Assessment of longitudinal and cross-sectional effects of age on adult obesity in an Iranian population: results of a large population-based cohort study

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Keywords

Obesity
Adult
Age factors
Aging

How to Cite

Rafiee AlhossainiM., KazemnejadA., ZayeriF., & SadeghiM. (2021). Assessment of longitudinal and cross-sectional effects of age on adult obesity in an Iranian population: results of a large population-based cohort study. Iranian Red Crescent Medical Journal, 23(6). Retrieved from https://ircmj.org/index.php/IRCMJ/article/view/736

Abstract

Background: The risk of obesity commonly changes with age, which is a longitudinal (aging) effect. Moreover, the individuals who enter the study at the same age have similar living conditions that may influence their obesity risk in a particular way; this is a cross-sectional effect. Both cross-sectional and longitudinal effects of age should be considered for a better understanding of the effect of age on obesity and the related factors.

Objectives: The present study aimed to (i) assess both the cross-sectional and longitudinal effects of age on obesity and (ii) determine how obesity changes with age in the target population using a Marginal Logistic Regression (MLR) model.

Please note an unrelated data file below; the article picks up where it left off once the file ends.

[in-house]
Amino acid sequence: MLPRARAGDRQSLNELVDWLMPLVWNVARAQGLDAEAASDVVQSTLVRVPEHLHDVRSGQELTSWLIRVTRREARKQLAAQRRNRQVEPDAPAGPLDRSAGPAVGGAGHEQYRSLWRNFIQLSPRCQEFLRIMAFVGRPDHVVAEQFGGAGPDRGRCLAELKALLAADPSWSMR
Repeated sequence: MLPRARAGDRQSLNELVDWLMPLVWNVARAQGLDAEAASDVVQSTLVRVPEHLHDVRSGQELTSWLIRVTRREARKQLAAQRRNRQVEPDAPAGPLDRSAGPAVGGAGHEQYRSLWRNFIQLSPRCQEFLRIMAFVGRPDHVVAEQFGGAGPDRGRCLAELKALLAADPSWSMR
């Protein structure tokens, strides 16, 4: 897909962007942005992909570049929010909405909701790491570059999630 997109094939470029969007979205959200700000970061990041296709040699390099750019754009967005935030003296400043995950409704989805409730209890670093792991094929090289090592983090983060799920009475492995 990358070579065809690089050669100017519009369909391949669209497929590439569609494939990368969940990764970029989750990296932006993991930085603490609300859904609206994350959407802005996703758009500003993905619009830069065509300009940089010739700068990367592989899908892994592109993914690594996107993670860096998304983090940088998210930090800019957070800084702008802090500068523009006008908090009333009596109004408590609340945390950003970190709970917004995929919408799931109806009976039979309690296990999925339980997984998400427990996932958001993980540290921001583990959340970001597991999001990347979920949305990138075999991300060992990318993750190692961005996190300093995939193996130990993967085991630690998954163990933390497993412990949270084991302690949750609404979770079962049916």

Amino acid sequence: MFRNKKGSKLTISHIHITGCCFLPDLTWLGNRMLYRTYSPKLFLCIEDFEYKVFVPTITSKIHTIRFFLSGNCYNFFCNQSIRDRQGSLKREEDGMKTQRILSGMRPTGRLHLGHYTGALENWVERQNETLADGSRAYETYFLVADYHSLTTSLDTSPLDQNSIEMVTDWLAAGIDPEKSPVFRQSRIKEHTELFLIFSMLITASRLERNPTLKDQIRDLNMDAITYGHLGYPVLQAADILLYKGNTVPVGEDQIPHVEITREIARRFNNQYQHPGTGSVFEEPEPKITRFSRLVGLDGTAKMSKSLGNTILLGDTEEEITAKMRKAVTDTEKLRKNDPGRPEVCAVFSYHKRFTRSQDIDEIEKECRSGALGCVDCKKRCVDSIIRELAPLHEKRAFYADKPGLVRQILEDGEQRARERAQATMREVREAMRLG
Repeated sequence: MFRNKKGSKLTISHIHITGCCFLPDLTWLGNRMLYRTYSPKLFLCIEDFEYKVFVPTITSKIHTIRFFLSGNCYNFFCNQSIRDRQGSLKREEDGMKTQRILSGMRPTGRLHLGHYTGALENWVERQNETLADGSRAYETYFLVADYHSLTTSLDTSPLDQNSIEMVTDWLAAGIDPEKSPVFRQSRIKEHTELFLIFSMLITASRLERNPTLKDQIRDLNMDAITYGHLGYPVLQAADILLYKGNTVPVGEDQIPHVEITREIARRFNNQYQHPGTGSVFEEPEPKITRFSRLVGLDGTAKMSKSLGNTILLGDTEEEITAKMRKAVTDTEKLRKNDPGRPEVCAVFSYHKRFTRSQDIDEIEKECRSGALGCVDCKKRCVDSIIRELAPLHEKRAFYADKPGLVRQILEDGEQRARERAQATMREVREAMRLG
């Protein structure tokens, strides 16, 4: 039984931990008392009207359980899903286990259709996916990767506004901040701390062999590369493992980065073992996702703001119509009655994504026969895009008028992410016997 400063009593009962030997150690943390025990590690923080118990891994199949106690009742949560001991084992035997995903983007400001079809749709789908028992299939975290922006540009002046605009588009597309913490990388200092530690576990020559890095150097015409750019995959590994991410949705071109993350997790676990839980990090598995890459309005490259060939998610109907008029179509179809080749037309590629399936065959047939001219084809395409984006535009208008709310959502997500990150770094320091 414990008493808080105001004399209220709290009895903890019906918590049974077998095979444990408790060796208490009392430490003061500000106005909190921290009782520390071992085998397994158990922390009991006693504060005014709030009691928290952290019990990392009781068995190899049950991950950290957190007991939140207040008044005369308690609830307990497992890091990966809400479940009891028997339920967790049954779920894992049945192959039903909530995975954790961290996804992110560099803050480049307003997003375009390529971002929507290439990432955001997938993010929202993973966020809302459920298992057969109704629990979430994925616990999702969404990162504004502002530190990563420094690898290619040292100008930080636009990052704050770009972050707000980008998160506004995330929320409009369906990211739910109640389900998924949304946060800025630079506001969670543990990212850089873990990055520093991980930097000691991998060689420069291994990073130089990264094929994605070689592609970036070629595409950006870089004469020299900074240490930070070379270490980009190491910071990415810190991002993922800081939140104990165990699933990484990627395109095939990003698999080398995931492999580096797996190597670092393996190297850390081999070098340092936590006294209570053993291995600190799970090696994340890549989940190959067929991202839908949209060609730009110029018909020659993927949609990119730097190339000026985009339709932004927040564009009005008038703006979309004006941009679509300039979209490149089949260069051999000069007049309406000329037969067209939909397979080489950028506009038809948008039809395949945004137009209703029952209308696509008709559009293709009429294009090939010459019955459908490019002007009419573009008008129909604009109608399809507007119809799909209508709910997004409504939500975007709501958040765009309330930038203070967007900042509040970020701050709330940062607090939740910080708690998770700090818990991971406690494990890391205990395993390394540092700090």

Materials and Methods: The current study made use of the information of individuals who had participated in the Isfahan Cohort Study. Participants were a large group of Iranian adults over 35 years of age who lived in the central region of Iran in 2001. Repeated measurements were obtained in 2001, 2007, and 2013.

Results: From 2001 to 2013, the percentage of obesity in men and women raised from 13% and 31% to 18% and 44%, respectively. Both cross-sectional and longitudinal effects of age were significantly associated with the odds ratio of obesity. There was a rise in the probability of obesity for individuals aged 35-60 years at baseline and a decline for the older ones. The odds of obesity had about a 2% increase (on average) per year, regardless of the baseline age.

Conclusion: The obtained results pointed to a difference between the cross-sectional and longitudinal effects of age on the probability of obesity in the target population. The high and rising prevalence of obesity was a serious public health issue among participants, especially women, aged 35-60 years. The assessment of changes in obesity in a population-based study provides opportunities to target subpopulations that need more care and attention in public health interventions

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